Girls, Stop Doing This

Written By: Kim - Jul• 14•13

Yesterday our family was at a summer swim meet for our children. All of the teams require the parents to volunteer because the meet literally cannot happen without them. I was in the last timer’s slot which started at 11 am.

As the last age group walked on deck (ages 15-18) for relays, I heard one of the teen girls say to the other: “Last race of the day…if I can get my big self into the pool.” I almost had whip lash turning to look at this girl. My suspicions were confirmed: This athlete was in fine shape.

red buttonI have seen roughly 2,000+ kids competitively swim since my children joined the summer league in 2012. This includes the high school swim team that my son is a part of. I only have seen a handful of overweight athletes; not the ones who just think they are. But, even these athletes can still swim faster than the average adult. Ask any adult if they can swim 50 meters in any stroke in less than one minute. They will laugh. The majority of the athletes I see (and yes, this includes dancers, gymnasts, etc.) are in great shape and aerobically conditioned.

Girls, stop sabotaging your self-esteem by using words that are negative when you discuss or think about yourself. I am serious. Fill your mind with positive thoughts. Do not buy in to the Madison Avenue air brushed, Photoshopped version of who you think you are supposed to be. A quick Google search will yield plenty of eye-opening images: real images of supposedly perfect-looking women without makeup, Photoshop or a hair stylist.

Stop comparing your body to that of your friends. Everyone is built slightly differently. Apple, pear, athletic, curvaceous, it does not matter. Stop worrying about a thigh gap. They are not natural. What matters is you and the contributions you make to your family, friends, local community and one day, the world. What matters is your heart and mind.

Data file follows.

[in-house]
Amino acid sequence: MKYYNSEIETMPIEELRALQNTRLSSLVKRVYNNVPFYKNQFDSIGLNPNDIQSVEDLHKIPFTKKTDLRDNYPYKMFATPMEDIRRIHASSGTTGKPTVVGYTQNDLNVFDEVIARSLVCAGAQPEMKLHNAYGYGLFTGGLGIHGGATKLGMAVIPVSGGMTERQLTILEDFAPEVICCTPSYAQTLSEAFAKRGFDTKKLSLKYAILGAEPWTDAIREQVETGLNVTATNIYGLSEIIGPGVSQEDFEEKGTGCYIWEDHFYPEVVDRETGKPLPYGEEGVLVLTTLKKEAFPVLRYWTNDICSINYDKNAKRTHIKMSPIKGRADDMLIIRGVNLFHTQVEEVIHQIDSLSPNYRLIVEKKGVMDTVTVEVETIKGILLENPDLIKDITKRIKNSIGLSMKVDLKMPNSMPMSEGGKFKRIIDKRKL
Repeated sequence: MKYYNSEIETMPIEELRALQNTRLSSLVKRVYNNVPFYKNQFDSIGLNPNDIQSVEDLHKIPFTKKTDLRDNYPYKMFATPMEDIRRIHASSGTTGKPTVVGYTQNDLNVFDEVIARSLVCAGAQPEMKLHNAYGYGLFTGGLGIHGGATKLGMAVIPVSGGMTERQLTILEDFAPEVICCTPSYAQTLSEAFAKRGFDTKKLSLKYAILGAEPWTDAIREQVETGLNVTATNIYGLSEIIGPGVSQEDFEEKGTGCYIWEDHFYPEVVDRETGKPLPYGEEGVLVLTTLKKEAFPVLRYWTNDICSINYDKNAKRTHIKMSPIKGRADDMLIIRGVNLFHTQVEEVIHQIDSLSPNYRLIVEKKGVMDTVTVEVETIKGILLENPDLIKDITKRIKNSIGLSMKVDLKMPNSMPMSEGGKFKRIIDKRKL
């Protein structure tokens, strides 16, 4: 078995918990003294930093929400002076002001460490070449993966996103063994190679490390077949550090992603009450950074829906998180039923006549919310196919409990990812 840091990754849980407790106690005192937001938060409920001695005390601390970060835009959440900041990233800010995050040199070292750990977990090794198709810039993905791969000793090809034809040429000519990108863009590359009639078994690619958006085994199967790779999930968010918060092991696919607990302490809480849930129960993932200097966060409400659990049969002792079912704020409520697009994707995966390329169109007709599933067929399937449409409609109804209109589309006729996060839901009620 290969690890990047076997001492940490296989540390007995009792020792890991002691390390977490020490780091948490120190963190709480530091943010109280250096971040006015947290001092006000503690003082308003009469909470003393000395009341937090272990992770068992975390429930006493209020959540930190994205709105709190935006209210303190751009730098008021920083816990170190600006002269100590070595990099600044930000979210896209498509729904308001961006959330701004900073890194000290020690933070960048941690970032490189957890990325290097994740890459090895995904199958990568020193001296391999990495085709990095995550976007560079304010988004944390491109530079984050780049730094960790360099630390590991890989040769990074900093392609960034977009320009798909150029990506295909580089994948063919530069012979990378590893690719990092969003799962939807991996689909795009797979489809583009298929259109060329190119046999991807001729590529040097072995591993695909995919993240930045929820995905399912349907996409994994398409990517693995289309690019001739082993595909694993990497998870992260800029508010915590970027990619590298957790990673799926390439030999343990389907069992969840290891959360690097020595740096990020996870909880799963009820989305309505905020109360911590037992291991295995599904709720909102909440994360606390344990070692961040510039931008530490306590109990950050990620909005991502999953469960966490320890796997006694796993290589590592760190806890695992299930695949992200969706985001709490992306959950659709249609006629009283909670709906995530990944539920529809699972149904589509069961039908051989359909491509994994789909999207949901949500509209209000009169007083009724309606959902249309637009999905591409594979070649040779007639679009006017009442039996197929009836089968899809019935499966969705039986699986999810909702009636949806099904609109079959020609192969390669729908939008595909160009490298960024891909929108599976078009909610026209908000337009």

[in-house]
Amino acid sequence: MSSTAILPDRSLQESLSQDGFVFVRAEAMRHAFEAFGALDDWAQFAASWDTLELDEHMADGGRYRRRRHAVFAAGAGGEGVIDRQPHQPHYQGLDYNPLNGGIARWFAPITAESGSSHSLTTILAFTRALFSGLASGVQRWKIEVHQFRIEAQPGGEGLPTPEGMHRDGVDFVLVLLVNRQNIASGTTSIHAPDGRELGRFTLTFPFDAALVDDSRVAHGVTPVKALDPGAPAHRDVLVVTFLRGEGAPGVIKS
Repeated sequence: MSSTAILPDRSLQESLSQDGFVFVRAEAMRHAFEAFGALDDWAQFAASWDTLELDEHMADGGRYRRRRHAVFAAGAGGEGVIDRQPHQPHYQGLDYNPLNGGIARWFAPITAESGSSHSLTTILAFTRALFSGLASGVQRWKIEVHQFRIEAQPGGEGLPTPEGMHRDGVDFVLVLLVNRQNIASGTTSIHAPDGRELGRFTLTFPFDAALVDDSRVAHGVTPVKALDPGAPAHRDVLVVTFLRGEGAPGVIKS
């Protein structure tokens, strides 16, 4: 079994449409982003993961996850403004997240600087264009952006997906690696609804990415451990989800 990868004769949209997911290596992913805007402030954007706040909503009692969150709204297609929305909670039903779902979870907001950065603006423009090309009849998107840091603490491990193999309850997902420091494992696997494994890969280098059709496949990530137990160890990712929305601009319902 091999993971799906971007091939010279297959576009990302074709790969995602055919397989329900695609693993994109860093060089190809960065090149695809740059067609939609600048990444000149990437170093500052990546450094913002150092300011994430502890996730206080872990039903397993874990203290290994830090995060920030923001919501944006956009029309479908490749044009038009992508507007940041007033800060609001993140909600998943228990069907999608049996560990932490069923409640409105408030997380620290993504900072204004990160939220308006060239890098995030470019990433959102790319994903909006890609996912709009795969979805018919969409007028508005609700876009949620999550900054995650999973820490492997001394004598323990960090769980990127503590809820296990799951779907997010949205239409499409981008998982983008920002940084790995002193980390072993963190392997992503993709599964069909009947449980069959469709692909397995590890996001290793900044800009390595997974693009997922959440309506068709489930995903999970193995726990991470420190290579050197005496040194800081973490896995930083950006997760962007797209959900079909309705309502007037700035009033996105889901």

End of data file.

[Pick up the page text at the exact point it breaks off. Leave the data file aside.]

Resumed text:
And while you are at it, tell your Mom to stop calling herself fat. Show her the same images. Tell her that it impacts you in a negative way. Respect yourself or no one else will.

Three Things I Miss Most about My Mom

Written By: Kim - May• 11•13

It has been 11 years since my Mom passed away. In celebration of Mom’s everywhere, here’s a post remembering the woman who gave birth to and raised me. While I miss many things about my Mom, here are my top three.

Marie Wickline and me, Savannah, GA, 1970

Marie Wickline and me, Savannah, GA, 1970

  1. Her gift of voice. Kids now do not really understand how loud a mother’s voice can be. We had old school cell phones: Mom yelling throughout the neighborhood for you to come home for dinner. If you could not hear your Mom’s voice, then you must have left the neighborhood. There would be hell to pay when you finally showed up late. At the time my Mom died, she did not own a cell phone so there is no outgoing voicemail message I can call and listen to. And, quite frankly, even if she had, my Dad probably would have cancelled it by now anyway. He is pragmatic about paying a bill for something that is no longer necessary. I have old film and audio tapes that I am sure I could have converted so I could listen and watch. But, honestly, I am not sure how painful that would be.
  2. Her gift of possibility. My Mom told me that I could do and be anything I wanted. The oldest child of Italian immigrants, my Mom grew up in the depression. She lived through World War II while her parents ran a local grocery store. She raised her four children alone after her first marriage dissolved. She continued to raise the younger of the four and me, partially alone when my Dad was deployed with the US Army. Aside from the challenges she faced, she gave me unconditional love and raised me with good self esteem. I saw her attend junior college classes in her 50s. I saw her stand by her man through his struggle with alcoholism, his eventual win and conversion to Catholicism. Anything is possible.
  3. Her gift of faith. My mother had a good life, but she also had a realistic life. Ups and downs were simply part of it. She handled them well whether that meant private anguish or public gracefulness.

Other than literally hearing my Mom’s voice, the two things that I miss the most have never really left me. She instilled in me the gift of possibility and faith. Perhaps that is why she used to remind me: “With God, all things are possible.”

For those of you who still have your Mom around, give her an extra hug for those of us who are now motherless. And thank her again for all that she has done for you. You never really understand that until you become a Mom.

Happy Mother’s Day!